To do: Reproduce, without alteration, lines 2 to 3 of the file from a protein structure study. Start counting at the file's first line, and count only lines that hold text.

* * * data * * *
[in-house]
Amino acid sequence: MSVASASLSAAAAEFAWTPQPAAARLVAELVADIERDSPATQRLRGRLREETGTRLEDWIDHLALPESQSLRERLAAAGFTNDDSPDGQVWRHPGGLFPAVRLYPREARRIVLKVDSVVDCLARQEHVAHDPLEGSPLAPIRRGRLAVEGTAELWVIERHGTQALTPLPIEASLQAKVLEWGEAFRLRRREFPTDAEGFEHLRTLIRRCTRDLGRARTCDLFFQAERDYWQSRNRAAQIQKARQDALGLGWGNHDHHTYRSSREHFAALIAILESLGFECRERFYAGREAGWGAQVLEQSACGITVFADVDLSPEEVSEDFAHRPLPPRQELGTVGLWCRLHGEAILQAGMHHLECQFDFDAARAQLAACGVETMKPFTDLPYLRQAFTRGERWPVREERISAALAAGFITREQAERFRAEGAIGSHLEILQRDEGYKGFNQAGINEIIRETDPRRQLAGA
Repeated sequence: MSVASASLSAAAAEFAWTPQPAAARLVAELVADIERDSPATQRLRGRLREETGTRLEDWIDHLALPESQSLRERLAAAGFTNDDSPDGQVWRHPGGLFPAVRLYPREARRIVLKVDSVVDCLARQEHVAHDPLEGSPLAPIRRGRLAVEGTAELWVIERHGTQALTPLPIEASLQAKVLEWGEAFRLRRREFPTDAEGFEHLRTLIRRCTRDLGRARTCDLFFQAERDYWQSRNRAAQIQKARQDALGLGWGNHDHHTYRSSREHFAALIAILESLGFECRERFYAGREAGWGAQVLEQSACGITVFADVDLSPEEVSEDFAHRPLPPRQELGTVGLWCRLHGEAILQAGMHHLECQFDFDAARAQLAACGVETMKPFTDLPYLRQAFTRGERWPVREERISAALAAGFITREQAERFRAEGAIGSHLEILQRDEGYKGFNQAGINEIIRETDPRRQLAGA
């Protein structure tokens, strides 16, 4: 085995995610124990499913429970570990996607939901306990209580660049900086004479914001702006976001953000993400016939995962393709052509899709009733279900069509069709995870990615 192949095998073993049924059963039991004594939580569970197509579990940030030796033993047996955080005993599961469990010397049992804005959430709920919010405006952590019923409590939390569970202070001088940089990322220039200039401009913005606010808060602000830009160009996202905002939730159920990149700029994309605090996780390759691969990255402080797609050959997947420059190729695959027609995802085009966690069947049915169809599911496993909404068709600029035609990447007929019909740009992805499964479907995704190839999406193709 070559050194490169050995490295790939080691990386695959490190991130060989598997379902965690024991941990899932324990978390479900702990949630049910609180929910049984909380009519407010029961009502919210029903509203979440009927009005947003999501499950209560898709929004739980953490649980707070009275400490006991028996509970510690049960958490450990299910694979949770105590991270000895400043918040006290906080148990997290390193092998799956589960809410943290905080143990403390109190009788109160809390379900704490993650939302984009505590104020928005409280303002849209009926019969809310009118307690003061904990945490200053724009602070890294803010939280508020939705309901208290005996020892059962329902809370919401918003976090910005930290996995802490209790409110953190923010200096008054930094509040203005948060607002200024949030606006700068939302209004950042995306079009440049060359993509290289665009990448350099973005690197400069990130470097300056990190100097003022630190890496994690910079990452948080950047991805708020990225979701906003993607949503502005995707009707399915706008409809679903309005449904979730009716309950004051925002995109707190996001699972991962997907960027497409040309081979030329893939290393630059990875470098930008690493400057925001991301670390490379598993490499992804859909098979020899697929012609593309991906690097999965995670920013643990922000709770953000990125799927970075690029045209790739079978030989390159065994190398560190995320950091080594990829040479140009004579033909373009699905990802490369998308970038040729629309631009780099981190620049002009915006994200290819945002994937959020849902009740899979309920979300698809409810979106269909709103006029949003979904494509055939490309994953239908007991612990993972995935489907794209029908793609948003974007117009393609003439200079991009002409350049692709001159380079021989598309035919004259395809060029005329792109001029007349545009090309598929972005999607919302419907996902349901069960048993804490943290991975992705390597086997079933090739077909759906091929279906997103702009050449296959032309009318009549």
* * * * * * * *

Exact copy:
Amino acid sequence: MSVASASLSAAAAEFAWTPQPAAARLVAELVADIERDSPATQRLRGRLREETGTRLEDWIDHLALPESQSLRERLAAAGFTNDDSPDGQVWRHPGGLFPAVRLYPREARRIVLKVDSVVDCLARQEHVAHDPLEGSPLAPIRRGRLAVEGTAELWVIERHGTQALTPLPIEASLQAKVLEWGEAFRLRRREFPTDAEGFEHLRTLIRRCTRDLGRARTCDLFFQAERDYWQSRNRAAQIQKARQDALGLGWGNHDHHTYRSSREHFAALIAILESLGFECRERFYAGREAGWGAQVLEQSACGITVFADVDLSPEEVSEDFAHRPLPPRQELGTVGLWCRLHGEAILQAGMHHLECQFDFDAARAQLAACGVETMKPFTDLPYLRQAFTRGERWPVREERISAALAAGFITREQAERFRAEGAIGSHLEILQRDEGYKGFNQAGINEIIRETDPRRQLAGA
Repeated sequence: MSVASASLSAAAAEFAWTPQPAAARLVAELVADIERDSPATQRLRGRLREETGTRLEDWIDHLALPESQSLRERLAAAGFTNDDSPDGQVWRHPGGLFPAVRLYPREARRIVLKVDSVVDCLARQEHVAHDPLEGSPLAPIRRGRLAVEGTAELWVIERHGTQALTPLPIEASLQAKVLEWGEAFRLRRREFPTDAEGFEHLRTLIRRCTRDLGRARTCDLFFQAERDYWQSRNRAAQIQKARQDALGLGWGNHDHHTYRSSREHFAALIAILESLGFECRERFYAGREAGWGAQVLEQSACGITVFADVDLSPEEVSEDFAHRPLPPRQELGTVGLWCRLHGEAILQAGMHHLECQFDFDAARAQLAACGVETMKPFTDLPYLRQAFTRGERWPVREERISAALAAGFITREQAERFRAEGAIGSHLEILQRDEGYKGFNQAGINEIIRETDPRRQLAGA